Forum: Ruby Another require question

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Ed H. (Guest)
on 2008-11-01 23:58
I've been learning Ruby for 2 weeks and of course I like it.

However, recently,

1)
'file.open(path)' returns this error in the SciTE editor:

"undefined local variable or method `math' for main:Object (NameError)"

2)
I try to require 'file' and fail at that too, even with an absolute path
to 'file.rb' under the gems folder.

Maybe I need to reinstall Ruby?

Help please.
Sebastian H. (Guest)
on 2008-11-02 00:09
(Received via mailing list)
Ed Hardy wrote:
> file.open(path)' returns this error in the SciTE editor:
>
> "undefined local variable or method `math' for main:Object (NameError)"

That line most certainly does not cause that error. You might want to
show the
whole code or if it's a lot of code, the smallest possible example
that's
runnable and produces the error.

HTH,
Sebastian
Ed H. (Guest)
on 2008-11-02 01:18
Thanks Sebastian, and apologies for recent goof.  Again...

This single line,

file.exist?("c:/xx.txt")

or any file.xxx() command,
when run, produces in the error window:

miscmo.rb:2: undefined local variable or method `file' for main:Object
(NameError)


I reinstalled in windows using the installer ruby186-26.exe.  No
improvement.
William R. (Guest)
on 2008-11-02 01:32
(Received via mailing list)
Ed Hardy wrote:
> (NameError)
>
>
> I reinstalled in windows using the installer ruby186-26.exe.  No
> improvement.
>
Try

File.exist?("c:/xx.txt")

exist? is a class method of the class File
Ed H. (Guest)
on 2008-11-02 01:36
Yike.  I 'knew it' but forgot, not at the surface of my mind/reading.  I
had fallen into a misconception, explained by this correct
interpretation of file handing...

ruby> begin
ruby| file = open("/tmp/some_file", "w")
ruby| # something to do
ruby| ensure
ruby| file.close
ruby| end

Sebastian H. wrote:
> Ed Hardy wrote:
>> file.open(path)' returns this error in the SciTE editor:
>>
>> "undefined local variable or method `math' for main:Object (NameError)"
>
> That line most certainly does not cause that error. You might want to
> show the
> whole code or if it's a lot of code, the smallest possible example
> that's
> runnable and produces the error.
>
> HTH,
> Sebastian
Ed H. (Guest)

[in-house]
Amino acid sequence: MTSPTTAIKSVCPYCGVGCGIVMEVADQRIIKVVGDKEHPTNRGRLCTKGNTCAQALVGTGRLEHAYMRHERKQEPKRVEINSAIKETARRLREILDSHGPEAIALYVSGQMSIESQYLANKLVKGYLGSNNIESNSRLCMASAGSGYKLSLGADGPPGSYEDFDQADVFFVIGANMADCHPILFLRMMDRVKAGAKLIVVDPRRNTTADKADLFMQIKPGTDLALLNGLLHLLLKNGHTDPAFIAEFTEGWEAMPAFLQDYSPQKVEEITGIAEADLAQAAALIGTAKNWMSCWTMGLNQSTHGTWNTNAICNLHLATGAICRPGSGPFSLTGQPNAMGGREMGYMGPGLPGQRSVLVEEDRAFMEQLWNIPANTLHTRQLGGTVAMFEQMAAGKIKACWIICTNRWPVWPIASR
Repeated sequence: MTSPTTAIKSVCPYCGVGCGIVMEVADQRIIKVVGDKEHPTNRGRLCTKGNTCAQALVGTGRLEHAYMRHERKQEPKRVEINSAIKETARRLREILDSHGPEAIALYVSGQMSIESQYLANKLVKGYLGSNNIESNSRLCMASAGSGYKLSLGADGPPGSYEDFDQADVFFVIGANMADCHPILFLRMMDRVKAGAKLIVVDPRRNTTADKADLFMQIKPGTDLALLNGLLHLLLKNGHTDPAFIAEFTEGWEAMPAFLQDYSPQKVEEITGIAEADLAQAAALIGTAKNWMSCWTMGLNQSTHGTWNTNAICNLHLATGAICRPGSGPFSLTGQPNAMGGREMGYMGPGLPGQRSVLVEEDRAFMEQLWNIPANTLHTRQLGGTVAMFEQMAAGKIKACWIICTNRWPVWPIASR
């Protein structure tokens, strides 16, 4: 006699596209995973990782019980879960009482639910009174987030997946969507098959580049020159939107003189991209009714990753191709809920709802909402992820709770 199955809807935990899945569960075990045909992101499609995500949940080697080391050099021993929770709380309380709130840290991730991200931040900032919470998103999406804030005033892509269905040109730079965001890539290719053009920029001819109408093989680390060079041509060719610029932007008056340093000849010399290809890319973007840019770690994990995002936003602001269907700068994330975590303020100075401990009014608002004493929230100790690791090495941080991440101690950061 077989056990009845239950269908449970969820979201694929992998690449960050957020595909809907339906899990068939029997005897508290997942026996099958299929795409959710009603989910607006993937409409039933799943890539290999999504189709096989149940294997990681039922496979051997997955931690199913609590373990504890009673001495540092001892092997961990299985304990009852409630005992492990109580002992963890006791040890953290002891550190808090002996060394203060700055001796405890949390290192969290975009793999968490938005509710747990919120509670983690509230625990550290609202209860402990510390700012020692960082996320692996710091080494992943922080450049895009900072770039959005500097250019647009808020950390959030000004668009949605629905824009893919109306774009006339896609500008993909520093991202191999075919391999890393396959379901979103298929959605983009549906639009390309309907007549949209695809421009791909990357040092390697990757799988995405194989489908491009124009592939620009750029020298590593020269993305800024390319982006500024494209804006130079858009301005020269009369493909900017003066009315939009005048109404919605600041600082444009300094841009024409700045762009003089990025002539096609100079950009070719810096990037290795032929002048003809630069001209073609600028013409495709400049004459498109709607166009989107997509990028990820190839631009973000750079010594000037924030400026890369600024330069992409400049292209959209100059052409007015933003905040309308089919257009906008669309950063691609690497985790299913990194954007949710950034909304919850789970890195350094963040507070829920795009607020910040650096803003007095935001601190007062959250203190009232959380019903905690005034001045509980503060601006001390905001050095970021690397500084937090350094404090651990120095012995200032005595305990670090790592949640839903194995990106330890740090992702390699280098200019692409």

on 2008-11-07 21:04
Let's assume I know nothing.  Though I thought I understood this
dilemma, I'm now lost.  I've been studying like crazy, bought a book,
and even have even written a program that pumps out html pages with
webrick, but I am still hung up on some basic items.

For instance, this line fails:

puts math.sqrt(234)

it outputs this error:

"undefined local variable or method `math' for main:Object (NameError)"

this line fails:

f= file.open('c:\cher.bat') # similar error message as above

these lines run OK:

f= open('c:\cher.bat')
d= f.read()
puts d
f.close()

I installed 1.8.6 (path level 111) on XP Windows with the one-click
installer.
Martin DeMello (Guest)
on 2008-11-07 21:14
(Received via mailing list)
On Fri, Nov 7, 2008 at 11:02 AM, Ed Hardy <removed_email_address@domain.invalid> 
wrote:
> Let's assume I know nothing.  Though I thought I understood this
> dilemma, I'm now lost.  I've been studying like crazy, bought a book,
> and even have even written a program that pumps out html pages with
> webrick, but I am still hung up on some basic items.
>
> For instance, this line fails:
>
> puts math.sqrt(234)

Same issue - class and module names are capitalised in ruby.

Math.sqrt
File.open

etc

martin
Tim H. (Guest)
on 2008-11-07 21:17
Ed Hardy wrote:
(snip)
> For instance, this line fails:
>
> puts math.sqrt(234)
>
> it outputs this error:
>
> "undefined local variable or method `math' for main:Object (NameError)"
>
> this line fails:
>
> f= file.open('c:\cher.bat') # similar error message as above
(snip)

In Ruby, case matters. It's Math.sqrt, not math.sqrt, and File.open, not
file.open.

In Ruby, variables that start with an uppercase character are constants,
and the names of modules (like Math) and classes (like File) are
constants.

Variables that start with a lowercase character are just plain
variables.
Ed H. (Guest)
on 2008-11-07 21:20
Thanks Martin, and all!!
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